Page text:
The ruling was issued today in response to a case brought by L’oreal in the UK against companies producing similar smelling and packaged perfumes to its brands, which include Anais-Anais and Noa.
The case was referred to the ECJ by the UK High Court for clarification on the interpretation of European directives covering trade marks and misleading and comparative advertising.
L’oreal brought the case after companies such as Bellure marketed perfumes as being cheap imitations of the multinational’s luxury perfume brands.
Europe’s highest court ruled that Bellure and others are “riding on the coat-tails” of L’oreal’s prestigious brands to gain market advantage and are breaking the law.
The ruling ends inconclusive legal deliberation over whether brand owners could allege imitators gained unfair advantage in infringement cases.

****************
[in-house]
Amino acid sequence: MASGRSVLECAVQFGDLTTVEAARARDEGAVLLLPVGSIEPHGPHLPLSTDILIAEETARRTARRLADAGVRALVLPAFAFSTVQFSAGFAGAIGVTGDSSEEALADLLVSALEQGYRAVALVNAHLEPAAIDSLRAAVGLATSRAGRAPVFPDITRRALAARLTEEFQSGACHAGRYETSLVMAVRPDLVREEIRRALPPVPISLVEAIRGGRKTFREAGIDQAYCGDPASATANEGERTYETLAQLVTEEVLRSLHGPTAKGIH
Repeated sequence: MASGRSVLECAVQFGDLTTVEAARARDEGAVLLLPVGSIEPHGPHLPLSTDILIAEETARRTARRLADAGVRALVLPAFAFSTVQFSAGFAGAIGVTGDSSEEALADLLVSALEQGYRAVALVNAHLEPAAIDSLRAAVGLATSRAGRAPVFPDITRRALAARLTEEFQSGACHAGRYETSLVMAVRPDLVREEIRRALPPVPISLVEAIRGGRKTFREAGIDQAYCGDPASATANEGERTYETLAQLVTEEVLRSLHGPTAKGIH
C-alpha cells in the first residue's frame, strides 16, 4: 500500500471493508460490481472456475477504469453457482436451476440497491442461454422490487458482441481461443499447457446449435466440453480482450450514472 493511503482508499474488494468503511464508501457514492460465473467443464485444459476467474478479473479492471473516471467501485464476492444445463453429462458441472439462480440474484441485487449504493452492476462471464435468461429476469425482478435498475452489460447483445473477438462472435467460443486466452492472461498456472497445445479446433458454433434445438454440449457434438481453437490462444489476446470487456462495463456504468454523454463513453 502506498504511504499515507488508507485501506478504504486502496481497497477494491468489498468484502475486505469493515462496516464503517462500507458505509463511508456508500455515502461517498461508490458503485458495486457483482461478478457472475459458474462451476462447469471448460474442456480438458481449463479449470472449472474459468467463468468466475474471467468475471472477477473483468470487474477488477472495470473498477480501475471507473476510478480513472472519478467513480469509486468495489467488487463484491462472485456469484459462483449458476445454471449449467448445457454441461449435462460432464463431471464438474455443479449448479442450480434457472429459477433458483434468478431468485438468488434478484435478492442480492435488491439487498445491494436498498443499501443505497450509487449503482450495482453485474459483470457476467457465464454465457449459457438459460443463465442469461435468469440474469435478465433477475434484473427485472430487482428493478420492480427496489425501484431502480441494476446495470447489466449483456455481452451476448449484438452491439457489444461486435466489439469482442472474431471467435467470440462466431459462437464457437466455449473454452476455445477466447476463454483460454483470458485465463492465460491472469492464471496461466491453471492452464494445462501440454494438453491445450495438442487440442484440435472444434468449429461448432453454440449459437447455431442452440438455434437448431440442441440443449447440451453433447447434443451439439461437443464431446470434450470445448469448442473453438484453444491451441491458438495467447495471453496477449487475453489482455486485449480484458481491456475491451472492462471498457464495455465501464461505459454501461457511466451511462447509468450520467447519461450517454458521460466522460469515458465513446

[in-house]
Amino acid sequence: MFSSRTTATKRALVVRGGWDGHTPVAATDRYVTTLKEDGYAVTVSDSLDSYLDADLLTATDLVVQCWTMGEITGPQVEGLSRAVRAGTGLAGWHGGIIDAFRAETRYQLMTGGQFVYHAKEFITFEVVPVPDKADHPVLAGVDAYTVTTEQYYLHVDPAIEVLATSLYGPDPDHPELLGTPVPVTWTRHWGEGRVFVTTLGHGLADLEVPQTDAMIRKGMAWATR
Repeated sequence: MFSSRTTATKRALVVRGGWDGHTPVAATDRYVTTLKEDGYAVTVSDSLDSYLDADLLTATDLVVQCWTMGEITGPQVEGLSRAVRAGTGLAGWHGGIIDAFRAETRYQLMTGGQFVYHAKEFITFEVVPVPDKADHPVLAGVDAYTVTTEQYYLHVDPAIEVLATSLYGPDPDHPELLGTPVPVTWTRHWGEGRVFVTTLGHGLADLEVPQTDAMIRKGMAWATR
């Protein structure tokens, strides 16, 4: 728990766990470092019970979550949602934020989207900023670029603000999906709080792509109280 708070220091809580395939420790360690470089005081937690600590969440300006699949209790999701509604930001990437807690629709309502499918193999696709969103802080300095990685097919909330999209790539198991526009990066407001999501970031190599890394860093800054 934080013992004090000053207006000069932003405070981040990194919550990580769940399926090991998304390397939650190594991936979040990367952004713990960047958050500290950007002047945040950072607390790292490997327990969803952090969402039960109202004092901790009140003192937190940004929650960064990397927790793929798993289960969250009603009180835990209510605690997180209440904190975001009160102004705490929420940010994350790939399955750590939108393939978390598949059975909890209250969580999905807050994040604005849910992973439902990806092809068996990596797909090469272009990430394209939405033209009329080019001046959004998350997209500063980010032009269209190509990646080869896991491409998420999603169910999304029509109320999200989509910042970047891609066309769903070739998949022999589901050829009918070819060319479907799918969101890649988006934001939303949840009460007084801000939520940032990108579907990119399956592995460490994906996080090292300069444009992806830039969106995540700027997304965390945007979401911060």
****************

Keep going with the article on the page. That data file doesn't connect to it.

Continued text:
“This ruling means any advert that goes beyond a straightforward comparison on objective and factual criteria could now fall foul of the law and leave advertisers open to a claim for trade mark infringement,” says Theo Savvides, head of intellectual property at law firm Osborne Clarke.
“While we’ll continue to see the likes of price comparison websites and supermarkets benefiting from the comparative advertising regime, as they appeal to the customer’s search for good value and service, new entrants to market must be wary of comparing their products or their products’ characteristics to those of established brands,” he adds.